* Crisis hit just after recovery from its own housing bust
* Like others, Portuguese have deep faith in single currency
* Governments blamed as unemployment highest since 1980s
By Vitor Moreira and Andrei Khalip
LISBON, Dec 16 (Reuters) - When the global economic crisis hit in the autumn of 2008 there was a joke in Portugal that the world was finally catching up, and stumbling as it had after its own, home-grown housing bust in the early 2000s.
Little did the Portuguese know that such vindictiveness would come back and bite them -- after several years spent fixing the first crisis and putting their house in order through belt tightening, they are now back at square one.
Rating agencies have put Portugal at the back of the class, along with Greece and Spain, warning that any failure to curb growing debts could lead to downgrades of its creditworthiness.
(To see eurozone government debt and bond spreads: here)
The recession will hit Portugal's 10 million people hard -- gross domestic product is expected to contract 2.7 percent this year after flat growth in 2008, according to the central bank.
The budget deficit, now seen by the government at 8 percent of GDP in 2009, will need political will to be brought under control. The government has pledged to bring it back inside the euro zone's 3 percent limit in coming years but has so far ruled out tax hikes.
(To see eurozone government deficits: here)
Like people in many of the euro zone's weaker countries, the Portuguese are more emphatically supportive of their membership of the single currency than of their government.
Being in the euro is a gigantic benefit for the Portuguese economy as it maintains the monetary situation stable, keeps interest rates low, said Prof. Antonio Costa Pinto, a political scientist.
That (leaving the euro) is just not viable, he added. The turbulence from the current crisis would have been enormous.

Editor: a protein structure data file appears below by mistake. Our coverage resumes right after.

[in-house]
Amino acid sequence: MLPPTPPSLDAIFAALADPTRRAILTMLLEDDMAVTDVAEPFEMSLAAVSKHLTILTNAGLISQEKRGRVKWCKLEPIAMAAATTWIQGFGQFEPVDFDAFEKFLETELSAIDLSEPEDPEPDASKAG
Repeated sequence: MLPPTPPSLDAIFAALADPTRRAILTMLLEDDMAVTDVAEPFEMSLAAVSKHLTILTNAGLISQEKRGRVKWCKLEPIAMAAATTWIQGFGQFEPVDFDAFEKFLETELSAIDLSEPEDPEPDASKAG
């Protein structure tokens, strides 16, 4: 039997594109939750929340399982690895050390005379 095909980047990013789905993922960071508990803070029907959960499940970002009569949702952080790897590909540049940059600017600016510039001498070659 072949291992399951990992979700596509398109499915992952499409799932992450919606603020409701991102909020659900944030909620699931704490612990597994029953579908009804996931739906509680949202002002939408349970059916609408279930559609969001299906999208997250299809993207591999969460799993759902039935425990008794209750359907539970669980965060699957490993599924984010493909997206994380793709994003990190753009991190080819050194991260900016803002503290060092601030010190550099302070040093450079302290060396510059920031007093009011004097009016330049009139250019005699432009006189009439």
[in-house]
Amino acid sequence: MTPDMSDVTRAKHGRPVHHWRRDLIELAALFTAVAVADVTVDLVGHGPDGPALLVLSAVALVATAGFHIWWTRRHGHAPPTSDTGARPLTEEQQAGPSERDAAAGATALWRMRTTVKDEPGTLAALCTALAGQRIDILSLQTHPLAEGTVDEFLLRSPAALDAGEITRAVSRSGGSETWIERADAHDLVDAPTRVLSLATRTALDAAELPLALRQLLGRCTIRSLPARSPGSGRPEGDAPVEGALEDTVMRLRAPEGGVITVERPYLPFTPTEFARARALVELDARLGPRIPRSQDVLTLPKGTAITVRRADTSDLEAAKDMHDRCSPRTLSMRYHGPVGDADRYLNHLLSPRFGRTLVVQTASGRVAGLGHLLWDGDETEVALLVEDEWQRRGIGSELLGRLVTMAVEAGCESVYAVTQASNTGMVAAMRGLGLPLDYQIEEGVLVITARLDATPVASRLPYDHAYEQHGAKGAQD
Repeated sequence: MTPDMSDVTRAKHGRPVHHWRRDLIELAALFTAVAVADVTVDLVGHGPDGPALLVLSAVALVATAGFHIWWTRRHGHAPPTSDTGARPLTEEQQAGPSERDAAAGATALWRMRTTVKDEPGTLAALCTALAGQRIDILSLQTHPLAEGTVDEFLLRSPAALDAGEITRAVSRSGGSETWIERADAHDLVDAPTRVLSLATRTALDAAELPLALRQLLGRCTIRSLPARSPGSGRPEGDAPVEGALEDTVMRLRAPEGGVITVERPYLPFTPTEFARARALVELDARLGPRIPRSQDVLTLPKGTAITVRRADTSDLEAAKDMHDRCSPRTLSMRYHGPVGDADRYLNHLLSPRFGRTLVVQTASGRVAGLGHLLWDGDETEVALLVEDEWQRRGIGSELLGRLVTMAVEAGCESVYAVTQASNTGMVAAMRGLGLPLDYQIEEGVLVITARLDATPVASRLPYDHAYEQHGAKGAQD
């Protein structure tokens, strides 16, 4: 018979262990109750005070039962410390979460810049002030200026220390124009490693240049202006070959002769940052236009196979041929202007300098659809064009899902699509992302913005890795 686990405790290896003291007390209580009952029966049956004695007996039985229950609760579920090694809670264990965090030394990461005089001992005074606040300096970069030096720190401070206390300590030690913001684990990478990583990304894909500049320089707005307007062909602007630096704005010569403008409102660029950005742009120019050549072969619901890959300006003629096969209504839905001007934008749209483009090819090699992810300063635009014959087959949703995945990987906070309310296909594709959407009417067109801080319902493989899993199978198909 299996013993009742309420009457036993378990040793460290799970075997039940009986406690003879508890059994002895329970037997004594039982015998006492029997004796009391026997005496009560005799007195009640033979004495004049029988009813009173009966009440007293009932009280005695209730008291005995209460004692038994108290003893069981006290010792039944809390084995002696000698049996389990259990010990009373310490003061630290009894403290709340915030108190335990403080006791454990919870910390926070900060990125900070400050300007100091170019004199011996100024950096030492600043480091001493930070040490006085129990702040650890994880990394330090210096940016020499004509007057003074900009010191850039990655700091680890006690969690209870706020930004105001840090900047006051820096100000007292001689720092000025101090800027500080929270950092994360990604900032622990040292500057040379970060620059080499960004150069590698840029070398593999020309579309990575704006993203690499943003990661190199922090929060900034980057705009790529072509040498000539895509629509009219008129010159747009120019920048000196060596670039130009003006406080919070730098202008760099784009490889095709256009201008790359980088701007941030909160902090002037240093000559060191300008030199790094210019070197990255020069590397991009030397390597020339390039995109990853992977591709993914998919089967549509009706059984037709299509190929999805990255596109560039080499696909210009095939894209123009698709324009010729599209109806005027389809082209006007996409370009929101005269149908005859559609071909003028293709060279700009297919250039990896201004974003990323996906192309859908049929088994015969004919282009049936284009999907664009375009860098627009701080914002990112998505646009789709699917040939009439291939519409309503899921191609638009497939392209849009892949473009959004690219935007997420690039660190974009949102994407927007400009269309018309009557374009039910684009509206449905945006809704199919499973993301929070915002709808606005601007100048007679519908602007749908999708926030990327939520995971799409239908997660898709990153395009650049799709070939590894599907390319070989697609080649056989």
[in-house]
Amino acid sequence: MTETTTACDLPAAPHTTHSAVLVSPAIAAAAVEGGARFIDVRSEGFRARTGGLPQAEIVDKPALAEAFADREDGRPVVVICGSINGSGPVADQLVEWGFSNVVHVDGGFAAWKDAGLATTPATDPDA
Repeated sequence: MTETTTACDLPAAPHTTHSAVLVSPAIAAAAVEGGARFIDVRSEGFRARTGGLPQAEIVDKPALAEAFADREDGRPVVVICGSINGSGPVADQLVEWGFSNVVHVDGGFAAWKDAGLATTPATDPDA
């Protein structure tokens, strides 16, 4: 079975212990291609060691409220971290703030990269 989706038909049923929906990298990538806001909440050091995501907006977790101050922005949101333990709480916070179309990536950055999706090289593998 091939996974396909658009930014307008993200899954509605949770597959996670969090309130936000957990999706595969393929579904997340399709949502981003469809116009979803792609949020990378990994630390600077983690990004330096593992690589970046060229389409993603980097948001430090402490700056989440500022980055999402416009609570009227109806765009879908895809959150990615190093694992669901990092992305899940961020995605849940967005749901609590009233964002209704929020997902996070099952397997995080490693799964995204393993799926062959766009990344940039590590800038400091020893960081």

ROOTED IN EUROPE
Being a part of the euro is seen by many in Portugal as a way the country, which in the past looked outward to former colonies across the Atlantic, can be more firmly rooted to Europe where it belongs.
We are in the euro now and we are not going back, said 29-year-old Jose Perreira, who works at the International Labour Organisation.
Unlike in Greece where there have been protests at austerity measures, Portugal has had no mass strikes and while the economy appeared to be slipping fast at the beginning of the year it now seems the worst has passed. [ID:nLDE5BE22T]
Lisbon restaurants are busy again and there are signs that investment is picking up, including in alternative energy -- an area the government hopes can be an engine of growth in the future.
GDP jumped 0.7 percent in the third quarter from the previous three months. Analysts have estimated growth could creep up slowly to just under 1 percent next year.
But the country's debts are also rising fast -- Standard & Poor's warned last week that the debt-to-GDP ratio could rise to more than 90 percent by 2011. Greece's debt-to-GDP ratio is seen rising to 120 percent next year.
(To see government debt-to-GDP ratios: here)
The Portuguese themselves pondered the question of rising debts when a general election in September became a sort of referendum on a series of expensive infrastructure projects supported by the ruling Socialists.
The Socialists won, but were left with a minority -- which makes it unlikely they will muster the necessary support in parliament to fast-track a high-speed rail link that could push the country's debts higher.
LOW GROWTH IS REAL PROBLEM
Portugal has had many such projects over the years, many of them co-financed by the European Union, but they have not dispelled a lingering concern that such infrastructure plans have left it only with growing debts and no real growth to show for it.
Fernando Ulrich, chief executive of Banco BPI, Portugal's third largest private bank, told a Reuters conference last week that Portugal's real crisis is one of lack of growth, and not a financial crisis like in many other countries.
He said average yearly growth in the past decade had been just 0.5 percent, the slowest in any 10-year period in memory.
That underperformance was well under way before the current crisis, and with unemployment at 10.2 percent, the highest since the 1980s, it has been one of the main factors giving Portuguese time to nurture the view that politicians are the ones to blame for this year's deep recession.
The situation in the country is not only the fault of the present government, but of all recent governments, and the global crisis doesn't make things easier, said civil engineering student Pedro Pessoa.
With faith in politicians low, for many Portuguese the euro represents an anchor of stability.
Have we had no common currency during the crisis, it would only have been worse, said Vera Parreira, an accountant. I think we're safer with the euro than alone. (Writing by Axel Bugge; editing by Peter Apps and Sara Ledwith)